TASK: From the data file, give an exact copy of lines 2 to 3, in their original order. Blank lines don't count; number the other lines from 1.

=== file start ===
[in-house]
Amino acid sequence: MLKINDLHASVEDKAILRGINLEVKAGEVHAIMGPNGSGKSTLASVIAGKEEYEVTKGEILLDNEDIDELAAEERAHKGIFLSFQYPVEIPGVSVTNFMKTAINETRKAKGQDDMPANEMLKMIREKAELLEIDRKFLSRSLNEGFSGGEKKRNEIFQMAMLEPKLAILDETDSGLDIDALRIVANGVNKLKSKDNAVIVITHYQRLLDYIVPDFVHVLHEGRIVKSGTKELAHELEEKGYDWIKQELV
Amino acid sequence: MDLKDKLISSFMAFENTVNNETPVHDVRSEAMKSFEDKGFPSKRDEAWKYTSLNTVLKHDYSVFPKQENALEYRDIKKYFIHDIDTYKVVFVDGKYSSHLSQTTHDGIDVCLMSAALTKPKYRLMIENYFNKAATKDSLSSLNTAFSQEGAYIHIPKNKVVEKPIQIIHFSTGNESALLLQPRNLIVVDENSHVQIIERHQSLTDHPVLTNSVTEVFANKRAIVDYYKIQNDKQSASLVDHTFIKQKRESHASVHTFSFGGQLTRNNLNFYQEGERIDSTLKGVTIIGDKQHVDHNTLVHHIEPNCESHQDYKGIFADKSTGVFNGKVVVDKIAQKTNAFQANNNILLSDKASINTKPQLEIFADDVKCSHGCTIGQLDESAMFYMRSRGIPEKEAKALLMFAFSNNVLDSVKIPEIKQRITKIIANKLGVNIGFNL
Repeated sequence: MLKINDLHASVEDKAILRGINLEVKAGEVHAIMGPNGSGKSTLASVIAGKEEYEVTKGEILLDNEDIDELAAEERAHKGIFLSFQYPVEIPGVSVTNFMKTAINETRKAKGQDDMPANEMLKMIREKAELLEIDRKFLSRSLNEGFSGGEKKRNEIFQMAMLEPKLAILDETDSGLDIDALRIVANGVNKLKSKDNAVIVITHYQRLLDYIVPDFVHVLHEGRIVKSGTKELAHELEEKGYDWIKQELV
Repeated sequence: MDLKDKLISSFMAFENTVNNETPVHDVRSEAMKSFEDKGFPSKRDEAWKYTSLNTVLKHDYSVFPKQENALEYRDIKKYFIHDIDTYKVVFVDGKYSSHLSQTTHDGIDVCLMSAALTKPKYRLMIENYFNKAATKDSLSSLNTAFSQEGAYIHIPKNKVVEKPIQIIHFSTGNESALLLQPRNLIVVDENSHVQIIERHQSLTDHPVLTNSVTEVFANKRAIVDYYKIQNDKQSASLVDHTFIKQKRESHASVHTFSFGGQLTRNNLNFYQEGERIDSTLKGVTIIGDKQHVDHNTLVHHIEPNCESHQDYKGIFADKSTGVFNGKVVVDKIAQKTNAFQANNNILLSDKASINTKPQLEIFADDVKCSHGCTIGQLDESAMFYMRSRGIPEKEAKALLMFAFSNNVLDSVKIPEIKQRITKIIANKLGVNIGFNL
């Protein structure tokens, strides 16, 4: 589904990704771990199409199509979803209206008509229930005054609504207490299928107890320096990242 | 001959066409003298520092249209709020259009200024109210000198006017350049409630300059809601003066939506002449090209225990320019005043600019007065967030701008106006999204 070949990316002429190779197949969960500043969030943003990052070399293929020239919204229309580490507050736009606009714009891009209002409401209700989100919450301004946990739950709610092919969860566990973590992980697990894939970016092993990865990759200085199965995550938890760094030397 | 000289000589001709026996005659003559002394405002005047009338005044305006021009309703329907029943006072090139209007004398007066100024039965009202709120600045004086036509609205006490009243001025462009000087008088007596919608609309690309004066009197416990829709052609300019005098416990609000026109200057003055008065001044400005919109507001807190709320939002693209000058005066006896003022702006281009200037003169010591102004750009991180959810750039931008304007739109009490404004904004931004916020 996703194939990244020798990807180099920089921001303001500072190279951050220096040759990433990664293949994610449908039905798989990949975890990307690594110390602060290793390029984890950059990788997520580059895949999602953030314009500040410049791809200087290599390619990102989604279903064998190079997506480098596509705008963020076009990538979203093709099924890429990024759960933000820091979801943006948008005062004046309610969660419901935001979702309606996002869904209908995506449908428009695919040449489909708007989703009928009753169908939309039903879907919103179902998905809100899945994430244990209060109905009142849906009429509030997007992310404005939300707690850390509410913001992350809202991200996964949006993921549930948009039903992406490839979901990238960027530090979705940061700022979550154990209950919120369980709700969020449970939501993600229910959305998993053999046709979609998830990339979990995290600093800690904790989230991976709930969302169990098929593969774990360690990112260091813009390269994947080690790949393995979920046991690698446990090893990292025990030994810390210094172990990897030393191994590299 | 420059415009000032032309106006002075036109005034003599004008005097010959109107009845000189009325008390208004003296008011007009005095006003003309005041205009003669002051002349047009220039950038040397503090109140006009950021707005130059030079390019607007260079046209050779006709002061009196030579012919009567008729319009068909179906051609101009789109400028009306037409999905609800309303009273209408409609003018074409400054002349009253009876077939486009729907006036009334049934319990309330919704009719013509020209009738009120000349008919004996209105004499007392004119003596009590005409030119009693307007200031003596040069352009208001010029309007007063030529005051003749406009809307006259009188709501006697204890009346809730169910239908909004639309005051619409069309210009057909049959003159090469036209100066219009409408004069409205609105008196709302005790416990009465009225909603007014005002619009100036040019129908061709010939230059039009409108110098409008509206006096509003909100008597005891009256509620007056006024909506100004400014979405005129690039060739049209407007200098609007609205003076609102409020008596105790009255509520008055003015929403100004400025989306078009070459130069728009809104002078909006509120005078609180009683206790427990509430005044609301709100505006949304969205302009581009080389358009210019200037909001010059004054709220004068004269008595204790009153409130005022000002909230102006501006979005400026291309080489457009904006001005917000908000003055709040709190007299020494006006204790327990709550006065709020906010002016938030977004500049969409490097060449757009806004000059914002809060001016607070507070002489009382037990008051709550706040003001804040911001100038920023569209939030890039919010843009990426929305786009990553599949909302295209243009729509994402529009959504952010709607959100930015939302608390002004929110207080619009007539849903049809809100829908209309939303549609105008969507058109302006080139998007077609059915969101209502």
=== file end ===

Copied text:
Amino acid sequence: MLKINDLHASVEDKAILRGINLEVKAGEVHAIMGPNGSGKSTLASVIAGKEEYEVTKGEILLDNEDIDELAAEERAHKGIFLSFQYPVEIPGVSVTNFMKTAINETRKAKGQDDMPANEMLKMIREKAELLEIDRKFLSRSLNEGFSGGEKKRNEIFQMAMLEPKLAILDETDSGLDIDALRIVANGVNKLKSKDNAVIVITHYQRLLDYIVPDFVHVLHEGRIVKSGTKELAHELEEKGYDWIKQELV
Amino acid sequence: MDLKDKLISSFMAFENTVNNETPVHDVRSEAMKSFEDKGFPSKRDEAWKYTSLNTVLKHDYSVFPKQENALEYRDIKKYFIHDIDTYKVVFVDGKYSSHLSQTTHDGIDVCLMSAALTKPKYRLMIENYFNKAATKDSLSSLNTAFSQEGAYIHIPKNKVVEKPIQIIHFSTGNESALLLQPRNLIVVDENSHVQIIERHQSLTDHPVLTNSVTEVFANKRAIVDYYKIQNDKQSASLVDHTFIKQKRESHASVHTFSFGGQLTRNNLNFYQEGERIDSTLKGVTIIGDKQHVDHNTLVHHIEPNCESHQDYKGIFADKSTGVFNGKVVVDKIAQKTNAFQANNNILLSDKASINTKPQLEIFADDVKCSHGCTIGQLDESAMFYMRSRGIPEKEAKALLMFAFSNNVLDSVKIPEIKQRITKIIANKLGVNIGFNL